Incorporating Hidden Meanings
When I started writing Diary of a Villain, I really wanted to incorporate as many hidden meaning and symbols as I could. Hidden messages can be found everywhere and unfortunately most of us don’t even realize it. For instance, many television shows and films use this by mirroring past scenes to connect them and reflect the present, use specific clothing choices, and even sew in real-world ties to communicate deeper meanings.
For me, I started with names, and they were an easy way to execute this strategy. For example, Solis means ‘the sun’ in Greek. However, I wanted to do more than just search the internet for baby names and their meanings. So, I tapped into the psychology of color for many of the characters’ outfits, settings, and, my personal favorite symbol, the flowers. Flowers are a forgotten form of communication that I was excited to utilize. They are more than the simple cliché of passionate red roses to demonstrate love. Yes, roses can communicate romance; however, depending on color, they can also communicate friendship, loyalty, purity, etc. My first use of this in the book is a bouquet of pink and white gardenias. Gardenias actually mean ‘secret love.’ Pink in fact, also means love, but the white symbolizes that the love is pure.
Another tool I used were the dream entries. Throughout the story, Vincent often recounts his dreams and within them lies hidden meanings. For instance, there are many dreams in which certain people fade away before he wakes up. This symbolizes his feeling of not being in control and losing hope. In another dream, he tries again and again to yell what he’s thinking but he is unable to, symbolizing how powerless he feels in the real world.
I also decided to include this strategy in the cover design, requesting a black background with rain pouring down and specific title colors.
As a highly perceptive person, little details are very important to me when it comes to things like this, looking for them in everything. I hope every reader enjoys the hunt and the read!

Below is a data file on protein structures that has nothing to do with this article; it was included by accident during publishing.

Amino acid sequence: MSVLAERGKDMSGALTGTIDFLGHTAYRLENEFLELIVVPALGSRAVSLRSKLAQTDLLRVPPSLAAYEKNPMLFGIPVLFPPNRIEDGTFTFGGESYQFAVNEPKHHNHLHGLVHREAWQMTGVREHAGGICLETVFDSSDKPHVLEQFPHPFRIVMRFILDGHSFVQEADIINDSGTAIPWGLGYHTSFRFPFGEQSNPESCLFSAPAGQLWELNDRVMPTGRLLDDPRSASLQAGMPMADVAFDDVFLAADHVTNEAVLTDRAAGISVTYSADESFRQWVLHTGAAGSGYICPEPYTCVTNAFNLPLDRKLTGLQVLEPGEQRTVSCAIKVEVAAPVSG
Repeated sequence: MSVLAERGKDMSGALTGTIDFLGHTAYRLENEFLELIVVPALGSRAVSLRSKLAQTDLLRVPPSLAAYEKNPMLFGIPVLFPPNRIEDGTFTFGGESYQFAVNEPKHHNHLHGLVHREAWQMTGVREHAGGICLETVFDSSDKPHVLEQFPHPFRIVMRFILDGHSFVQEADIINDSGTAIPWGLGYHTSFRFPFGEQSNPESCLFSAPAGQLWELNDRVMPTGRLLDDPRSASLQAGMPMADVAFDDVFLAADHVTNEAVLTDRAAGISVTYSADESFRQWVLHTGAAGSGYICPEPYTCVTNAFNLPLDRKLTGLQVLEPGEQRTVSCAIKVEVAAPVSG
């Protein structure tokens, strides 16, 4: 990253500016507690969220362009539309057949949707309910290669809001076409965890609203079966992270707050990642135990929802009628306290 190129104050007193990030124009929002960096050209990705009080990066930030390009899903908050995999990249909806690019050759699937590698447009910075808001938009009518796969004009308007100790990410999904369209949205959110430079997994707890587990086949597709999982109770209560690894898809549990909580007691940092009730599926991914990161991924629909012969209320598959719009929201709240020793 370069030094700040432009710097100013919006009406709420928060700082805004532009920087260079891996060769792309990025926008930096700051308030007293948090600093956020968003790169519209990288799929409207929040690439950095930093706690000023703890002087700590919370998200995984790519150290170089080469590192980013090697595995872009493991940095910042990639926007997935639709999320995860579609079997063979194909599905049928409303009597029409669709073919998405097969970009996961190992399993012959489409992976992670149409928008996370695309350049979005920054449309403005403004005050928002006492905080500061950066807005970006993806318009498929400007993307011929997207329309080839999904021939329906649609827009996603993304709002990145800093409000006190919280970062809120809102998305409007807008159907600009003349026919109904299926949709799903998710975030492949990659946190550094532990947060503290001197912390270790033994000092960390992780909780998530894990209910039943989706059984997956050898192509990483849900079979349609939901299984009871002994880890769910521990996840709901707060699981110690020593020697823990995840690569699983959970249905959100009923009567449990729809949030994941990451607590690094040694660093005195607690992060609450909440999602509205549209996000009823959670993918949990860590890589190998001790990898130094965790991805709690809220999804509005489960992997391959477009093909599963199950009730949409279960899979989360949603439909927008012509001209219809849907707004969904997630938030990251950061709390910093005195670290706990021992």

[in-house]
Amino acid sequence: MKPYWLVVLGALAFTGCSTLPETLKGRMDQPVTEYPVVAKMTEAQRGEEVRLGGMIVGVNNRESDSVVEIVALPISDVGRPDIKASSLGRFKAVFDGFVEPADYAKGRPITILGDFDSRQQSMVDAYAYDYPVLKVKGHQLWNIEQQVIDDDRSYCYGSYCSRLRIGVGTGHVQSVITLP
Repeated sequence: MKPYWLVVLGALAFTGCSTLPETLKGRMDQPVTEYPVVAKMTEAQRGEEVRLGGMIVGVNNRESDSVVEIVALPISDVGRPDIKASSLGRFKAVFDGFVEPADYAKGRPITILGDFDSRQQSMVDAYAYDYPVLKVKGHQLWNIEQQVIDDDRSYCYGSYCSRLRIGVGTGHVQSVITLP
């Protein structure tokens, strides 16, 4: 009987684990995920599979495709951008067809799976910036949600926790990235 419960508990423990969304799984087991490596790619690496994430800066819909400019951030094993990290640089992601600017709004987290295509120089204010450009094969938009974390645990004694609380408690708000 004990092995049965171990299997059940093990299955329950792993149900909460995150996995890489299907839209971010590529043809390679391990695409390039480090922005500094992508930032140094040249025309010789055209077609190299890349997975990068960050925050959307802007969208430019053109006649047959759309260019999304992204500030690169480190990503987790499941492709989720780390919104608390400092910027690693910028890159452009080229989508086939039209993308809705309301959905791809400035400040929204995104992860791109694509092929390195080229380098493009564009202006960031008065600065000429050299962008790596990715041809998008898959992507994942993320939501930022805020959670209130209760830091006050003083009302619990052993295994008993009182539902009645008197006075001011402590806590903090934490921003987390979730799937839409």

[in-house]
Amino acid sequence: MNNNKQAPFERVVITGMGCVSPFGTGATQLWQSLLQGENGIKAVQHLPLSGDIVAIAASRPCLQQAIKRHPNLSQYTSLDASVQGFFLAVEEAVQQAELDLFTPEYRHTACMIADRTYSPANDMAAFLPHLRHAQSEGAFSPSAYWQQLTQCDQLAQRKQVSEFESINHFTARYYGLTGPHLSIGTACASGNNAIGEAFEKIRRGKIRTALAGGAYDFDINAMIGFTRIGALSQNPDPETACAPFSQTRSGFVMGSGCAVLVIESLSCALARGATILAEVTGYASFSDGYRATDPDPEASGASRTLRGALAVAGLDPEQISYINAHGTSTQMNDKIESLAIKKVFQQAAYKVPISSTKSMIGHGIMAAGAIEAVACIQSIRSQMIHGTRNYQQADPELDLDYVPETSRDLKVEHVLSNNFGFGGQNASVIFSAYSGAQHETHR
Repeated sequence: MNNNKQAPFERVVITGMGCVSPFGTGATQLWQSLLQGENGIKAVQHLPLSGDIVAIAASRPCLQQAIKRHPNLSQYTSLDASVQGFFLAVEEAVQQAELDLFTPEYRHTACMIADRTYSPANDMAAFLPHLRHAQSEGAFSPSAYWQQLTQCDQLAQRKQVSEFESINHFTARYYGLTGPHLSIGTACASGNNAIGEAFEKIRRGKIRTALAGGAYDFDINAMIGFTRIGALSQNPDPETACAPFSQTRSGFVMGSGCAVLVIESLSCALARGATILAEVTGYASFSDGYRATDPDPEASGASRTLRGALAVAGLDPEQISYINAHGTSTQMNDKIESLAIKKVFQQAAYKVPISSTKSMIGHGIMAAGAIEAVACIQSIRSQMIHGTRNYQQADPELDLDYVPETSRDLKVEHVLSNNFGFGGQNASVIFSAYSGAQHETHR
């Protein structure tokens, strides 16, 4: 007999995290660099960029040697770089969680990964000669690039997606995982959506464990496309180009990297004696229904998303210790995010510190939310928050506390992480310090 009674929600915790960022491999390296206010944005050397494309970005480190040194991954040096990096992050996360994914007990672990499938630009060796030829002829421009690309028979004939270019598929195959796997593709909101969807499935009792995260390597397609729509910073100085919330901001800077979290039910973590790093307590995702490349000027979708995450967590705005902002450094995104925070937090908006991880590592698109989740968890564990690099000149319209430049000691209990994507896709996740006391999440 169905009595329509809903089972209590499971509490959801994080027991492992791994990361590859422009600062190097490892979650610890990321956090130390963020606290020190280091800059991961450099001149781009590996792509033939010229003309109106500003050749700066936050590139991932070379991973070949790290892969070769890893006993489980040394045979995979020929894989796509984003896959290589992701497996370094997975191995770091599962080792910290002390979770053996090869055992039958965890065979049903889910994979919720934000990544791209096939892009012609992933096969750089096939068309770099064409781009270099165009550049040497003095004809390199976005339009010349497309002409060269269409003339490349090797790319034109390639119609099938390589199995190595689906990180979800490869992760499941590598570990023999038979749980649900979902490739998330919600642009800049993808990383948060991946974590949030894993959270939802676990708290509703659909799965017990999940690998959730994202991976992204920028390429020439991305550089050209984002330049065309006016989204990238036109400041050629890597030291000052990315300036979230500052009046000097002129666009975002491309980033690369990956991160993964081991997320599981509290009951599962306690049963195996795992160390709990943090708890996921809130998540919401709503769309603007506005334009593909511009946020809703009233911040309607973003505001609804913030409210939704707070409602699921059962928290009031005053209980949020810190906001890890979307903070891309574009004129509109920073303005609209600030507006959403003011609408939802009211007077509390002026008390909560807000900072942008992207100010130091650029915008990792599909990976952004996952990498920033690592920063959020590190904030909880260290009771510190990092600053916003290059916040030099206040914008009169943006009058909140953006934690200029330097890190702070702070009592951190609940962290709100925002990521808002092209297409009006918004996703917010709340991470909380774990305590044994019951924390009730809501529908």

A Twisted Tale
When it comes to plot twists, we all think the same things- the side kick dies (or nearly does), the best friend gets the girl, and the bad guy is actually a hurt and misunderstood puppy dog. These are clichés known and loved by us all. Otherwise they wouldn’t be so common. When I began writing Diary of a Villain, I didn’t have a plan. So, when a plot twist presented itself, I jumped at the opportunity to take the story in a different direction. There are two main plot twists in this story, and I can say that neither of them was easy to write.
Of course, I’m not going to go into detail; however, I will say that I enjoyed word-play a great deal. Perception is a powerful thing and the reader must be able to look past the proverbial masks of the main characters and search for the deeper truth that lies behind. A villain is a villain, heroes don’t always win, and a reader only knows as much as the author tells them.
All is Not Fair in Love and War
As Shakespeare once said, “The course of true love never did run smooth.” (A Midsummer’s Night Dream) And if we’re being honest, we readers tend to prefer it that way. After all, there can be no story without conflict and fictional relationships are no exception. We readers crave stories filled obstacles, trails, and people so in love that they would do anything to overcome them and be with the one they love. I’ll admit it, I’m a push over when it comes to stories like this.
However, I believe that, other than sickness, the conflicts readers love more anything else are not family feuds, fairy tales, or other Cinderella-type stories. The truth is we love when the conflict is between the main characters themselves. Whether one person is in love with the other, or neither one can stand even the thought of each other, these are the conflicts we love most. It’s that push and pull relationship that keeps the reader on the edge of their seat with that constant question of ‘will they or won’t they end up together’ that keeps them turning page after page.
When I decided to write Dairy of a Villain, this was the type of relationship that I saw for the two main characters. Obviously, a villain is not going to have an easy-going love life and this story is no exception. There is that constant reminder to Solis that he can never tell her (Raine) how he feels because he knows she’ll never see him as anything other than a villain and someone to hate. So, there’s not only a constant outer struggle between the two, but there’s also that inner struggle of trying to get over it, trying to get her out of his mind, and not going mad in the process. Which I believe is something that most readers can relate to.
So, is all fair in love and war? I guess that depends on who you ask.